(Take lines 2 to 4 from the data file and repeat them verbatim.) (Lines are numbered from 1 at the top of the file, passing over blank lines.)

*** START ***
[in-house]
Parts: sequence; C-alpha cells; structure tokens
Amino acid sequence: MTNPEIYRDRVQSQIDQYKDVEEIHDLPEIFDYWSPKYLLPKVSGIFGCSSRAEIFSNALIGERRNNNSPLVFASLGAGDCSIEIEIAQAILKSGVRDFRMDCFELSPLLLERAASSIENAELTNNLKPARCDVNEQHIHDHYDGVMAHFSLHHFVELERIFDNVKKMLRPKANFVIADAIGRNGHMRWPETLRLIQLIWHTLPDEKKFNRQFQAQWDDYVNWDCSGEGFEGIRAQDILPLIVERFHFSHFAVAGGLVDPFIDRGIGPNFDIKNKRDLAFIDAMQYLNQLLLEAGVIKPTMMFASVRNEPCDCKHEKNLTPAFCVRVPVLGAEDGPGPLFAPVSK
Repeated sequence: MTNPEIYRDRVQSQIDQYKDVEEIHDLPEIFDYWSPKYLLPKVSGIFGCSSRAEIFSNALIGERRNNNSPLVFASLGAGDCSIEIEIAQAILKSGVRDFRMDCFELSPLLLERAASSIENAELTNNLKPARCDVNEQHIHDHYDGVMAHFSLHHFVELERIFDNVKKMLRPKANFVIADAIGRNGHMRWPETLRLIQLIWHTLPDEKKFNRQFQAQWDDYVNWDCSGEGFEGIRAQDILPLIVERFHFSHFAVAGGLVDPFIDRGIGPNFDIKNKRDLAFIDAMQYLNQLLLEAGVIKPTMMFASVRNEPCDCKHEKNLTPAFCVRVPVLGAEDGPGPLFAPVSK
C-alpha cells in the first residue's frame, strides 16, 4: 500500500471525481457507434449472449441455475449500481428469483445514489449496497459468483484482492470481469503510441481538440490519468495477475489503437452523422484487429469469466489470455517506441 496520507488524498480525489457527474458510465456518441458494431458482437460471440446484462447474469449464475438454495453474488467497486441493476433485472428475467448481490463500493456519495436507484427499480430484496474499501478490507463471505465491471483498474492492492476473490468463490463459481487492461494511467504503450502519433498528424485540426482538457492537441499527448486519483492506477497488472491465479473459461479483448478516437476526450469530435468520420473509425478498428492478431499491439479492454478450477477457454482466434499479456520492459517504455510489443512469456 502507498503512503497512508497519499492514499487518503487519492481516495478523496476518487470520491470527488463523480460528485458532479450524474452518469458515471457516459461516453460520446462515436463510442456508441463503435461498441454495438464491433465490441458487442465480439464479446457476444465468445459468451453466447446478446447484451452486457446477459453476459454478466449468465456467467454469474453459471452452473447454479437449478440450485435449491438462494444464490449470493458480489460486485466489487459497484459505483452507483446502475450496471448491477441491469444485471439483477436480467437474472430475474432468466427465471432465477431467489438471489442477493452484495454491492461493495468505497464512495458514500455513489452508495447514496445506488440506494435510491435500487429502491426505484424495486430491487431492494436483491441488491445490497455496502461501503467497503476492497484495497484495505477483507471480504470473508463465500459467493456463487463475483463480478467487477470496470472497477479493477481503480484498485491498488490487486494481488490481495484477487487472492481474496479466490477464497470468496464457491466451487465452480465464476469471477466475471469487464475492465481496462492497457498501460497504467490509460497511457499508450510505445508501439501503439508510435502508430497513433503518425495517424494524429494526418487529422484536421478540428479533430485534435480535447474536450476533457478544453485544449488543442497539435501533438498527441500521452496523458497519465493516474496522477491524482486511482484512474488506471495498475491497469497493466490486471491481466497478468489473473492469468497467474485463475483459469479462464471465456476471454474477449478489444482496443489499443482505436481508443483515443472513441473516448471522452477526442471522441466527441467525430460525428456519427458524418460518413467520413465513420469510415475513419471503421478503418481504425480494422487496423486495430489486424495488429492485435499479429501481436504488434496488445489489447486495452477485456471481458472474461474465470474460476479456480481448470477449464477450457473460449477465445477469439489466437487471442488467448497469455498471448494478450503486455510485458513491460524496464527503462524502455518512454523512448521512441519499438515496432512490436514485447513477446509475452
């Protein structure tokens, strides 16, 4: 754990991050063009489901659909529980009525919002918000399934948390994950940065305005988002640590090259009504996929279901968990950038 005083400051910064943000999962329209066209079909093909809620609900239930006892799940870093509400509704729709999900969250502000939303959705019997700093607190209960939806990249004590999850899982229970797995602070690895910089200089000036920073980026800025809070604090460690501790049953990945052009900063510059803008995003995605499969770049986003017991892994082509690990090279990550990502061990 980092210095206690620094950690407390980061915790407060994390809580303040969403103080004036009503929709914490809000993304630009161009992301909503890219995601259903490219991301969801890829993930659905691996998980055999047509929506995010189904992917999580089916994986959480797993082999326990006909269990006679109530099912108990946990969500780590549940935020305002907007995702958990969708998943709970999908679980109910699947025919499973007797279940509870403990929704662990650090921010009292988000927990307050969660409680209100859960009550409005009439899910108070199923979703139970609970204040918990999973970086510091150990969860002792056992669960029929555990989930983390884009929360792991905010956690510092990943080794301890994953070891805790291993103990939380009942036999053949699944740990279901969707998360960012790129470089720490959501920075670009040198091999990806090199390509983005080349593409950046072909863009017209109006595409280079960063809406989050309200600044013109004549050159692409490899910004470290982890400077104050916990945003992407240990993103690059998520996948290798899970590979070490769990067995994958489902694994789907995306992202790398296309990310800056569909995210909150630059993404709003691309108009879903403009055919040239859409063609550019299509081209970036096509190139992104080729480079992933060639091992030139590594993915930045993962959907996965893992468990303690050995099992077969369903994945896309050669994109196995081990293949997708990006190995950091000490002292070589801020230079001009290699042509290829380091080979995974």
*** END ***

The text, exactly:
Parts: sequence; C-alpha cells; structure tokens
Amino acid sequence: MTNPEIYRDRVQSQIDQYKDVEEIHDLPEIFDYWSPKYLLPKVSGIFGCSSRAEIFSNALIGERRNNNSPLVFASLGAGDCSIEIEIAQAILKSGVRDFRMDCFELSPLLLERAASSIENAELTNNLKPARCDVNEQHIHDHYDGVMAHFSLHHFVELERIFDNVKKMLRPKANFVIADAIGRNGHMRWPETLRLIQLIWHTLPDEKKFNRQFQAQWDDYVNWDCSGEGFEGIRAQDILPLIVERFHFSHFAVAGGLVDPFIDRGIGPNFDIKNKRDLAFIDAMQYLNQLLLEAGVIKPTMMFASVRNEPCDCKHEKNLTPAFCVRVPVLGAEDGPGPLFAPVSK
Repeated sequence: MTNPEIYRDRVQSQIDQYKDVEEIHDLPEIFDYWSPKYLLPKVSGIFGCSSRAEIFSNALIGERRNNNSPLVFASLGAGDCSIEIEIAQAILKSGVRDFRMDCFELSPLLLERAASSIENAELTNNLKPARCDVNEQHIHDHYDGVMAHFSLHHFVELERIFDNVKKMLRPKANFVIADAIGRNGHMRWPETLRLIQLIWHTLPDEKKFNRQFQAQWDDYVNWDCSGEGFEGIRAQDILPLIVERFHFSHFAVAGGLVDPFIDRGIGPNFDIKNKRDLAFIDAMQYLNQLLLEAGVIKPTMMFASVRNEPCDCKHEKNLTPAFCVRVPVLGAEDGPGPLFAPVSK